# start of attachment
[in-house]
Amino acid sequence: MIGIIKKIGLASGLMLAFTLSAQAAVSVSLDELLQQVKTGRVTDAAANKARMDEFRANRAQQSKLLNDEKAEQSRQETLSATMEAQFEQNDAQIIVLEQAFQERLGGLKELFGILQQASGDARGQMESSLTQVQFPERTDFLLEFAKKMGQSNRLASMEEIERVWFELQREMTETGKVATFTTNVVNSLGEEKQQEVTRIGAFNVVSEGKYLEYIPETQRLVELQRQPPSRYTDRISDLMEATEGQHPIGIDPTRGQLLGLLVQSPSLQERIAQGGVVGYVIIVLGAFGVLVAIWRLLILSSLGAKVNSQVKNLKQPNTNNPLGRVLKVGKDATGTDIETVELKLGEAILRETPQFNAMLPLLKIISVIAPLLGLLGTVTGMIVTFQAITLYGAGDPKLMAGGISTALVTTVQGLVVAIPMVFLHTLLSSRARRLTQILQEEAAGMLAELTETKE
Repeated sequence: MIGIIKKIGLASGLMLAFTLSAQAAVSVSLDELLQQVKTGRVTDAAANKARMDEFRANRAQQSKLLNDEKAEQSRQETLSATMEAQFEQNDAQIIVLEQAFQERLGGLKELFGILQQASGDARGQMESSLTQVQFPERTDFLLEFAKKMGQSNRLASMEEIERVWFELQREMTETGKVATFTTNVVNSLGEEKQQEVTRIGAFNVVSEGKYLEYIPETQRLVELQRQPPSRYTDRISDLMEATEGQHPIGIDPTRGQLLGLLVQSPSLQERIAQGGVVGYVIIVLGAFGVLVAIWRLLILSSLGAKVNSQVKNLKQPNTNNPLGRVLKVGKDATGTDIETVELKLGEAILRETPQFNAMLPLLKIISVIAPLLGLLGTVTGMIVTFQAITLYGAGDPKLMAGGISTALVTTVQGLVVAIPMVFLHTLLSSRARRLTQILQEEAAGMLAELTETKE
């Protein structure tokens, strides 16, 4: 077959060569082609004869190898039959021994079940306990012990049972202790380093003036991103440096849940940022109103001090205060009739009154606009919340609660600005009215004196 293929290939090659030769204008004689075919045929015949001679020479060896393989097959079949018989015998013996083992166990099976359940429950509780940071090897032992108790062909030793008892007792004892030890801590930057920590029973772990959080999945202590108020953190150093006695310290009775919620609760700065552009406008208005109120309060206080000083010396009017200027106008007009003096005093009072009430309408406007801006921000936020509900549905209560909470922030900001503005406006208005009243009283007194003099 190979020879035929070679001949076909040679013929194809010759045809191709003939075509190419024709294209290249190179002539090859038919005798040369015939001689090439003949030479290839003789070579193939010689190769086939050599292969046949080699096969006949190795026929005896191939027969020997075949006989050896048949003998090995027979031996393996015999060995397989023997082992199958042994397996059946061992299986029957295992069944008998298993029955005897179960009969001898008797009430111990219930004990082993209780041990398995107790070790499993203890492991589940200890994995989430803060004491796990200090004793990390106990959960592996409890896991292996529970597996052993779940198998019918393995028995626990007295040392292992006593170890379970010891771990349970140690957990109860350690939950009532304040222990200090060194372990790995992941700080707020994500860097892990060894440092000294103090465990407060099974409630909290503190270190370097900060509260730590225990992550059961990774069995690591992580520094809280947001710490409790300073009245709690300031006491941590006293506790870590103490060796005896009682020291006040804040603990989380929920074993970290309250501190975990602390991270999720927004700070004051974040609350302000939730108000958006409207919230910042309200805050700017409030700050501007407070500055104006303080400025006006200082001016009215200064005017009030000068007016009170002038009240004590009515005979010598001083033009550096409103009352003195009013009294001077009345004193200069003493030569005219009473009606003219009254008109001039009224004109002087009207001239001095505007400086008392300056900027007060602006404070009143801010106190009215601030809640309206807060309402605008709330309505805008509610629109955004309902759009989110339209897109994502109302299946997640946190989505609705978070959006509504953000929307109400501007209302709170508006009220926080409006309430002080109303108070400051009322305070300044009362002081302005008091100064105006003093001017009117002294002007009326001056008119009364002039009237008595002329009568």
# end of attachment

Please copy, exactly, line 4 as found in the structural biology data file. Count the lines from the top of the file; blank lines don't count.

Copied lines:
């Protein structure tokens, strides 16, 4: 077959060569082609004869190898039959021994079940306990012990049972202790380093003036991103440096849940940022109103001090205060009739009154606009919340609660600005009215004196 293929290939090659030769204008004689075919045929015949001679020479060896393989097959079949018989015998013996083992166990099976359940429950509780940071090897032992108790062909030793008892007792004892030890801590930057920590029973772990959080999945202590108020953190150093006695310290009775919620609760700065552009406008208005109120309060206080000083010396009017200027106008007009003096005093009072009430309408406007801006921000936020509900549905209560909470922030900001503005406006208005009243009283007194003099 190979020879035929070679001949076909040679013929194809010759045809191709003939075509190419024709294209290249190179002539090859038919005798040369015939001689090439003949030479290839003789070579193939010689190769086939050599292969046949080699096969006949190795026929005896191939027969020997075949006989050896048949003998090995027979031996393996015999060995397989023997082992199958042994397996059946061992299986029957295992069944008998298993029955005897179960009969001898008797009430111990219930004990082993209780041990398995107790070790499993203890492991589940200890994995989430803060004491796990200090004793990390106990959960592996409890896991292996529970597996052993779940198998019918393995028995626990007295040392292992006593170890379970010891771990349970140690957990109860350690939950009532304040222990200090060194372990790995992941700080707020994500860097892990060894440092000294103090465990407060099974409630909290503190270190370097900060509260730590225990992550059961990774069995690591992580520094809280947001710490409790300073009245709690300031006491941590006293506790870590103490060796005896009682020291006040804040603990989380929920074993970290309250501190975990602390991270999720927004700070004051974040609350302000939730108000958006409207919230910042309200805050700017409030700050501007407070500055104006303080400025006006200082001016009215200064005017009030000068007016009170002038009240004590009515005979010598001083033009550096409103009352003195009013009294001077009345004193200069003493030569005219009473009606003219009254008109001039009224004109002087009207001239001095505007400086008392300056900027007060602006404070009143801010106190009215601030809640309206807060309402605008709330309505805008509610629109955004309902759009989110339209897109994502109302299946997640946190989505609705978070959006509504953000929307109400501007209302709170508006009220926080409006309430002080109303108070400051009322305070300044009362002081302005008091100064105006003093001017009117002294002007009326001056008119009364002039009237008595002329009568």